Ahead of government negotiations to monitor goals and targets in the UN draft Global Biodiversity Framework commencing Monday 3rd May at what is known as ‘SBSTTA’, dozens of global NGOs and business organisations – including the Capitals Coalition – have made the case and set out the scientific justification for a global goal for nature, the equivalent of the universal climate goal of ‘1.5 degrees or under’.
The Global Goal for Nature is seen as a necessary vision and ambition to counter the current lack of action for nature protection, epitomised by the recent UK Treasury Dasgupta review showing that we have collectively failed the natural world, with demands far outstripping its capacity to supply us with goods and services, putting at risk the prosperity and health of current and future generations.
To prove the case, a 20-page paper has been written – co-authored by Johan Rockström, Harvey Locke and CEOs of a dozen Conservation and Business organizations, highlighting the unprecedented consensus behind the Global Goal. The paper draws on 78 published academic papers. It also points to the approach needed to measure this reverse of nature loss, recommending a focus on measuring abundance, diversity and resilience of species and of ecosystems at a global level as well as utilizing a mitigation hierarchy that avoids areas that are significant for biodiversity, limits other losses to nature, and compensates for unavoidable losses through ecological restoration.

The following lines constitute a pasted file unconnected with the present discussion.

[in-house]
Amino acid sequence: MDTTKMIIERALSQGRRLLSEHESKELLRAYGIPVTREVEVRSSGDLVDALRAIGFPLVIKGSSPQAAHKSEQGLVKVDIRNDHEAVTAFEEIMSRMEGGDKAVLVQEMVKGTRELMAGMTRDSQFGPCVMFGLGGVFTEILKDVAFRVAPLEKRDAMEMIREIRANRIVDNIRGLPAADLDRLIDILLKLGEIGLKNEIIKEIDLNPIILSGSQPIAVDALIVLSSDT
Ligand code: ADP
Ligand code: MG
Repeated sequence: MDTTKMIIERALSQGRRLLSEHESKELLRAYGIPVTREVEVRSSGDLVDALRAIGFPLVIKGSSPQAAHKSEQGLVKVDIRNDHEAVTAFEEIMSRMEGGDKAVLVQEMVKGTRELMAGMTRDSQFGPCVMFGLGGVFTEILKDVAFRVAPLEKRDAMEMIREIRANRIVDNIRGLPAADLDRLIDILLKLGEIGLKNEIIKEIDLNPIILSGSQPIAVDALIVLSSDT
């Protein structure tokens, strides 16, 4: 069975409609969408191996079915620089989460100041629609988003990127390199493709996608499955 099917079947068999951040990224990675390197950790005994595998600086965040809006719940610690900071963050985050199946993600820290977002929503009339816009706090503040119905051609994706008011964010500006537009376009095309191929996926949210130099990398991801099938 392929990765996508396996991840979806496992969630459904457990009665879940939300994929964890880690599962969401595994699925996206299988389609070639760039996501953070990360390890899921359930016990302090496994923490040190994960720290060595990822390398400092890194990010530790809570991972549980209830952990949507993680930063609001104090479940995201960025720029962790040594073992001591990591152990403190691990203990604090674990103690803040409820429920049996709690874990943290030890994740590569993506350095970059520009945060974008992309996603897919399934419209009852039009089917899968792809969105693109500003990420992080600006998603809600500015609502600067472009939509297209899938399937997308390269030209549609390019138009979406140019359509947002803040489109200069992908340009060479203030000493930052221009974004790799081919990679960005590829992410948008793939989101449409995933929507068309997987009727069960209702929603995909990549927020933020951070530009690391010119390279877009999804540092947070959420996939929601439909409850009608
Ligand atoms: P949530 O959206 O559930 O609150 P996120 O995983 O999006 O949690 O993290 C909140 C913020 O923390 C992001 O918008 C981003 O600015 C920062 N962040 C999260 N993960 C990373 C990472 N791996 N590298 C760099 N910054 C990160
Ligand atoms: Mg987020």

The momentum behind the ‘Nature-Positive’ concept has been growing since its inception with more and more businesses, civil society organization, finance organizations referencing it. There is strong interest from some governments too. The UN biodiversity meeting COP15 is being held from 11 to 24 October 2021, in Kunming, Yunnan Province, China. This year’s goal is to adopt a post-2020 global biodiversity framework, as a crucial stepping stone towards the 2050 vision of “living in harmony with nature”. The CBD parties and a range of stakeholders have agreed to adopt processes to promote international cooperation in the face of growing environmental, health and development challenges. They are discussing two key texts : The fifth Global Biodiversity Outlook and the zero draft of the post-2020 global biodiversity framework. At COP15, they will call for an integrated approach to ensure that action is taken to reverse biodiversity loss and its impact on ecosystems, species and people. The supporter organizations of the Global Goal for Nature hope that governments will negotiate using an ambitious 2030 lense.